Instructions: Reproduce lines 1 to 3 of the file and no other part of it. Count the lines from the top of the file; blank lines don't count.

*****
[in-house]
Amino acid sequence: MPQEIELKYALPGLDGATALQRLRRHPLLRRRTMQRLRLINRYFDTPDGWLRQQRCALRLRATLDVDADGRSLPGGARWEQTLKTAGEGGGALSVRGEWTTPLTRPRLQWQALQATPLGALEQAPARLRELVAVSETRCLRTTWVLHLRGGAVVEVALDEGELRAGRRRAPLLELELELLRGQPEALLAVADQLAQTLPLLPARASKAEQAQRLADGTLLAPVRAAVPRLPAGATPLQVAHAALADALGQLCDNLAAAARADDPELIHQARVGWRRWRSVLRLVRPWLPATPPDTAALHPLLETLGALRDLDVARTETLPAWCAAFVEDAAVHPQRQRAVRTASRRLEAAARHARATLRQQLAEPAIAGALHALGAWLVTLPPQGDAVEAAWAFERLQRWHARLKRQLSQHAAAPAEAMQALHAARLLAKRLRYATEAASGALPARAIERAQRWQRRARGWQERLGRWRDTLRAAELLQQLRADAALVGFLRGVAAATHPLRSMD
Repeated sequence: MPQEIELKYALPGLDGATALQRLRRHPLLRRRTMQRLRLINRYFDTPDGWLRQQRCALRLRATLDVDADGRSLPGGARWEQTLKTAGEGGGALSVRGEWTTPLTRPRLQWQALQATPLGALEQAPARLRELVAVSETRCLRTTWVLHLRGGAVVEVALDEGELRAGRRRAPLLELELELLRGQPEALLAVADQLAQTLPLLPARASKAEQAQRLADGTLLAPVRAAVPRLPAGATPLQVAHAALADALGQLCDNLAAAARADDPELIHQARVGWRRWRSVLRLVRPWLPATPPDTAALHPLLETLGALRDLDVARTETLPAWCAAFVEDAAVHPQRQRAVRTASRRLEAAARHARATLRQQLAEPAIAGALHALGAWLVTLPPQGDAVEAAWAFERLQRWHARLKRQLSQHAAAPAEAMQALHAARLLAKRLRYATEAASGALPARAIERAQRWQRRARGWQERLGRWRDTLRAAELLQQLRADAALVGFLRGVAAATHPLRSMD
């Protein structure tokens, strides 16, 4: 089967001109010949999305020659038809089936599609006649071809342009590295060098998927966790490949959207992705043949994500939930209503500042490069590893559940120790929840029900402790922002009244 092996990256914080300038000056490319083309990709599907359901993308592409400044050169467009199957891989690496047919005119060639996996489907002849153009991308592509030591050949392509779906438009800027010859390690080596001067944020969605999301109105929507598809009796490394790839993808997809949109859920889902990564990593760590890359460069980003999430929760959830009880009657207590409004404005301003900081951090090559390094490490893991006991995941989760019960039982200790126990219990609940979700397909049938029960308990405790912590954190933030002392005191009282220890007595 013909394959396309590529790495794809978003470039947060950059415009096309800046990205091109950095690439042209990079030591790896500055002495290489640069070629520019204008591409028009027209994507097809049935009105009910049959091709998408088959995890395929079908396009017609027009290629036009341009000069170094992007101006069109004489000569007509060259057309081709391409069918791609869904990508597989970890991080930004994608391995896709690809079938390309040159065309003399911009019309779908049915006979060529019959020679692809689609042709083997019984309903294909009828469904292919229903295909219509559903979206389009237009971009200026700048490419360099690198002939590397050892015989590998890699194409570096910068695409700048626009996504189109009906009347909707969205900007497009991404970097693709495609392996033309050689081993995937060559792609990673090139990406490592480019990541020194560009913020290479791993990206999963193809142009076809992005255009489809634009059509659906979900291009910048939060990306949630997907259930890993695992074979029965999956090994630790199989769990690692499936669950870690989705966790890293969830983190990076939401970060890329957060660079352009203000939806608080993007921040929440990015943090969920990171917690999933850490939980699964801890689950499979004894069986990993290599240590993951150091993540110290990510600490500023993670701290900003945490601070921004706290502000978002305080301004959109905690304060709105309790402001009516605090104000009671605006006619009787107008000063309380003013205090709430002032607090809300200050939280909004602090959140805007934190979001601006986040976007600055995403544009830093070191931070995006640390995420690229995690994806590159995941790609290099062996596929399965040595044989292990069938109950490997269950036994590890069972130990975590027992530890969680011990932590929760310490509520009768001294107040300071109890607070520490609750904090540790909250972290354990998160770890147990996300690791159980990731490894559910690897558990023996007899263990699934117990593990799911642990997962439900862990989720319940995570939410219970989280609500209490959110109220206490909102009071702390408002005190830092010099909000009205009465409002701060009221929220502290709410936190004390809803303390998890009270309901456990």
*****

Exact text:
[in-house]
Amino acid sequence: MPQEIELKYALPGLDGATALQRLRRHPLLRRRTMQRLRLINRYFDTPDGWLRQQRCALRLRATLDVDADGRSLPGGARWEQTLKTAGEGGGALSVRGEWTTPLTRPRLQWQALQATPLGALEQAPARLRELVAVSETRCLRTTWVLHLRGGAVVEVALDEGELRAGRRRAPLLELELELLRGQPEALLAVADQLAQTLPLLPARASKAEQAQRLADGTLLAPVRAAVPRLPAGATPLQVAHAALADALGQLCDNLAAAARADDPELIHQARVGWRRWRSVLRLVRPWLPATPPDTAALHPLLETLGALRDLDVARTETLPAWCAAFVEDAAVHPQRQRAVRTASRRLEAAARHARATLRQQLAEPAIAGALHALGAWLVTLPPQGDAVEAAWAFERLQRWHARLKRQLSQHAAAPAEAMQALHAARLLAKRLRYATEAASGALPARAIERAQRWQRRARGWQERLGRWRDTLRAAELLQQLRADAALVGFLRGVAAATHPLRSMD
Repeated sequence: MPQEIELKYALPGLDGATALQRLRRHPLLRRRTMQRLRLINRYFDTPDGWLRQQRCALRLRATLDVDADGRSLPGGARWEQTLKTAGEGGGALSVRGEWTTPLTRPRLQWQALQATPLGALEQAPARLRELVAVSETRCLRTTWVLHLRGGAVVEVALDEGELRAGRRRAPLLELELELLRGQPEALLAVADQLAQTLPLLPARASKAEQAQRLADGTLLAPVRAAVPRLPAGATPLQVAHAALADALGQLCDNLAAAARADDPELIHQARVGWRRWRSVLRLVRPWLPATPPDTAALHPLLETLGALRDLDVARTETLPAWCAAFVEDAAVHPQRQRAVRTASRRLEAAARHARATLRQQLAEPAIAGALHALGAWLVTLPPQGDAVEAAWAFERLQRWHARLKRQLSQHAAAPAEAMQALHAARLLAKRLRYATEAASGALPARAIERAQRWQRRARGWQERLGRWRDTLRAAELLQQLRADAALVGFLRGVAAATHPLRSMD